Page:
# Converting Audible .aax Audiobook Files Into .mp3 on Ubuntu

May 15, 2020      Stardate: 73834.4     Tagged as: Ubuntu FFmpeg

I have a bunch of audio-books on Audible.com that I’ve collected in the past year or two. I’ve been meaning to cancel my monthly subscription but I don’t get around to it, which leads to more monthly credits, and then I don’t want to cancel and lose those unused credits…or lose the books I haven’t listed to. It’s a brilliant ploy on Audible’s part to keep their customers. So there’s the problem, I want to part ways and cancel my monthly subscription but I don’t want to lose the books that I’ve already paid for, both listened to and not.

What I learned from googling around it that you convert the audible .aax audiobook files into other formats with FFmpeg (one of my favorites!), but you have to have your unique “activation bytes” to decode the DRM. That is the tricky part. I found a couple of solutions that work great for other people but didn’t work for me with my unique hardware, configuration, situation, etc. I believe people when they say it works, it just didn’t work for me. I spent all day coming up with a solution. I tried Audiblex, AAXtoMP3-easy, audible-activator, and others, and finally the one that worked for me was inAudible-NG.

I won’t go into the long and torrid details of the failures, but rather describe the path for success.

ffprobe <inputfile.aax>

# Example
ffprobe TheGrapesofWrath.aax

After all the stupid library declarations you’ll see the line [aax] file checksum and you want to copy that key that I circled in the image above. This is your checksum that is the input to RainbowCrack. RainbowCrack is a hash cracking program that uses rainbow tables to decrypt… passwords and stuff. We will be using it decrypt this hash and tell us our Audible code.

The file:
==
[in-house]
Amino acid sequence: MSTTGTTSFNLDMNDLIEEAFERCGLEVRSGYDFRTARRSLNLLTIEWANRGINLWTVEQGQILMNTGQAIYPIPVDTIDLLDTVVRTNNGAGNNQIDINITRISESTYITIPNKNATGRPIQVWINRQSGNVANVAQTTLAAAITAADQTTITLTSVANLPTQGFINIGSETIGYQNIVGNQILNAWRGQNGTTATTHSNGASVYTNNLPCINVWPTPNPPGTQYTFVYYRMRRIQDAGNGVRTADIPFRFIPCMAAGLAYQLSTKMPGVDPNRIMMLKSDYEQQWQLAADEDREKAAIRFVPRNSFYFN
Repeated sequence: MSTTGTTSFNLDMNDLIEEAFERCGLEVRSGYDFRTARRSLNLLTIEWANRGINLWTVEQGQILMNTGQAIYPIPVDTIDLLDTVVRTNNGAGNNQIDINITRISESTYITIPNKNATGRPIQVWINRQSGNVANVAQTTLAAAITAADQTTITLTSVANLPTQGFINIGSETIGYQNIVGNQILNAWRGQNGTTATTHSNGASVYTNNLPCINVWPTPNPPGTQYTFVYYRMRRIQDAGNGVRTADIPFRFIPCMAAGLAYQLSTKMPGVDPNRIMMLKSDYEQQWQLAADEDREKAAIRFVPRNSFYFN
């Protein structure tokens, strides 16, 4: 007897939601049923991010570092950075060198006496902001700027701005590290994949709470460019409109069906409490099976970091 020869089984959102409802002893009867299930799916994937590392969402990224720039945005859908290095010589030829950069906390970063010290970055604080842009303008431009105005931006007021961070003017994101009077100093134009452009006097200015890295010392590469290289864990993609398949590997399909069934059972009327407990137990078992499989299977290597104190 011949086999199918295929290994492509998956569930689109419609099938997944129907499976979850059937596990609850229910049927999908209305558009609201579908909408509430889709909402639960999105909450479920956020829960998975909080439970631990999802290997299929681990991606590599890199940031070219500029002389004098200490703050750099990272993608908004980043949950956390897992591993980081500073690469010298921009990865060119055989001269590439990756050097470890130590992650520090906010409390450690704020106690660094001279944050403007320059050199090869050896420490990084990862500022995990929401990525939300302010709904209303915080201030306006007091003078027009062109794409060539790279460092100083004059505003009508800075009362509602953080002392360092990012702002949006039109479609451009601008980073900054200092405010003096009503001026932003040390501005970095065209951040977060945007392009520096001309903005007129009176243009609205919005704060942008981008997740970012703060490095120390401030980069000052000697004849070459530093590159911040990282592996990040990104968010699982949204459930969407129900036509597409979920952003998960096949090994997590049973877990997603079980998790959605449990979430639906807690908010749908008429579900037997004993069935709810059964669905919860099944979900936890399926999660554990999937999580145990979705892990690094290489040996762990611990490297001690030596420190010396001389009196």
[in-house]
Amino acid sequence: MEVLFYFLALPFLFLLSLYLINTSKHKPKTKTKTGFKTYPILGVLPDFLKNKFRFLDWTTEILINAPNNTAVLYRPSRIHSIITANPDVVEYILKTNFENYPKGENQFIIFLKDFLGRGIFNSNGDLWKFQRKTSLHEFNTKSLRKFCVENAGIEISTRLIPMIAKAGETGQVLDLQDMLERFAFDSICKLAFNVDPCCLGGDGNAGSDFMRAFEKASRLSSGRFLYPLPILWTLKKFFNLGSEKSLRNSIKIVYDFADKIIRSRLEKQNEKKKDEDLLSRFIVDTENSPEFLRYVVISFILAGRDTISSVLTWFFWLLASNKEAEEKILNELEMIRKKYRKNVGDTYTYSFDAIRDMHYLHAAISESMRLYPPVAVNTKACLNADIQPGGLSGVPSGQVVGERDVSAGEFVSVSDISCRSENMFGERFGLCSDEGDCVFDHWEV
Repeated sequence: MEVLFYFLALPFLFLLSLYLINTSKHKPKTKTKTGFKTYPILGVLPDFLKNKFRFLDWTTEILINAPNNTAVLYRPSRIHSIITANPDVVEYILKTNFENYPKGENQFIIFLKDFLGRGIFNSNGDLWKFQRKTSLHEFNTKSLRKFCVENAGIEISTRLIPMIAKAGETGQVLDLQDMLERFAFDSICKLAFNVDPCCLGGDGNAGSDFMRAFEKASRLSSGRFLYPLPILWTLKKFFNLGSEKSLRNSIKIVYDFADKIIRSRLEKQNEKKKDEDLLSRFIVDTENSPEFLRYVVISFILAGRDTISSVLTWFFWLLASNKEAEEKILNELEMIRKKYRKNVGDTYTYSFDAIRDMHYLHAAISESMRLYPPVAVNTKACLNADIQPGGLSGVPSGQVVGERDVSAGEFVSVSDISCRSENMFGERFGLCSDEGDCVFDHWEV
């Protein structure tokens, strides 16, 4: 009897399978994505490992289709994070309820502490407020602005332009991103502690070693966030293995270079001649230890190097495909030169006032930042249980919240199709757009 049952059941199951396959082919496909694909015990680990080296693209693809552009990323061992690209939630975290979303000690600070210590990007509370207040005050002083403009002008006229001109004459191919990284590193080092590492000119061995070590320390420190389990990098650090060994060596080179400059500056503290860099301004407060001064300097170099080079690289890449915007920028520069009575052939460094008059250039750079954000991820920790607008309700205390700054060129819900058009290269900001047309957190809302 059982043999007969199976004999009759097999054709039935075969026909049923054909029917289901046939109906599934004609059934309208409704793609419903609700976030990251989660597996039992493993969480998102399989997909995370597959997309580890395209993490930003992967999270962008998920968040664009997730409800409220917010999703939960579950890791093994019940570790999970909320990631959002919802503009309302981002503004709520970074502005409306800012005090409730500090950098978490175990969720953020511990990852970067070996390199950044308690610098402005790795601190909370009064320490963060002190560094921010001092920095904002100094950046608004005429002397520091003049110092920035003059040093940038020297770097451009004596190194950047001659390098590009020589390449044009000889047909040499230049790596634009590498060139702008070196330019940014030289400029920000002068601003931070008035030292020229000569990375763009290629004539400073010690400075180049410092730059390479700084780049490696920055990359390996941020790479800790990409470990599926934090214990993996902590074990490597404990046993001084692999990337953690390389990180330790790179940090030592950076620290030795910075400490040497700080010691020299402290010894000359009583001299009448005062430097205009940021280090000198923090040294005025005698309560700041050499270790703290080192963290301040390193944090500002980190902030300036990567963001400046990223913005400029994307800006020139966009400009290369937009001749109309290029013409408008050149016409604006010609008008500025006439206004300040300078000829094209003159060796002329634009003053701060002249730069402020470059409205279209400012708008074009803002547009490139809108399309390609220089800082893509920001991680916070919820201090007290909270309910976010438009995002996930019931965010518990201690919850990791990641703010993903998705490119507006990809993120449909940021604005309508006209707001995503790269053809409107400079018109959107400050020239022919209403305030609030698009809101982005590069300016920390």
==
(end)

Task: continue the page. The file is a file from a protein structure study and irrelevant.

Follow the instructions on inAudible-NG github and download the zip or clone into a directory. Then go into the tables directory where the script is located and run the crack on the checksum you found using ffprobe ./rcrack . h <your checksum here>. After 2-3secs out pops the magic number.

# For example
git clone https://github.com/inAudible-NG/tables.git
cd tables/
./rcrack . h 123456789abcdef123456789abcdef

It’s all gravy from here now that you have your unique code, you can remove the DRM from your audiobook files and decode into other other formats like mp3, mp4, m4a, m4b, flac, ogg, opus, etc, etc, etc. Note that the files you downloaded are hashed with your specific account, so it’s not like you can use my numbers, but I did obfuscate them in the images just in case.

You can use FFmpeg directly or some library front-end. I like the idea of a front-end because they most likely offer a variety of options, ease of use, and efficiency mastery that I would probably not know of. I found AAXtoMP3 very robust, easy to use, and useful - ymmv. It is simply a bash script with useful FFmpeg calls. The author has a fun “Do What the Fuck You Want To” Public License. I had a bunch of .aax files to decode and I also wanted multiple outputs for archiving (.flac, .mp3, .m4a chapters) so that I wouldn’t have to come back and do it again in the future. The solution was a simply bash script that looped through each .aax file and made multiple calls to AAXtoMP3. Here’s my batch-script:

#!/bin/bash

for file in *.aax; do
bash AAXtoMP3 -e:mp3 $file & bash AAXtoMP3 --flac$file &
bash AAXtoMP3 -e:m4a --chaptered \$file
done

### Extras

I have an 8-core CPU and there is no use in making it wait for each thread to process. We can call multiple decoding processes at once to each run on a single core…get it? That is what the “&” in the script above is doing. It says ‘start this process thread in the background and move on’, which the script then starts another decoding process, and another, and then loops around to grab a different file then starts another decoding process, until all the CPU cores are full.

### Software Versions

This is an automated list of software versions used during the writing of this article.

 SoftwareVersion OS Ubuntu 20.04 LTS bash 5.0.16(1)-release python 2.7.4 FFmpeg4.2.2-1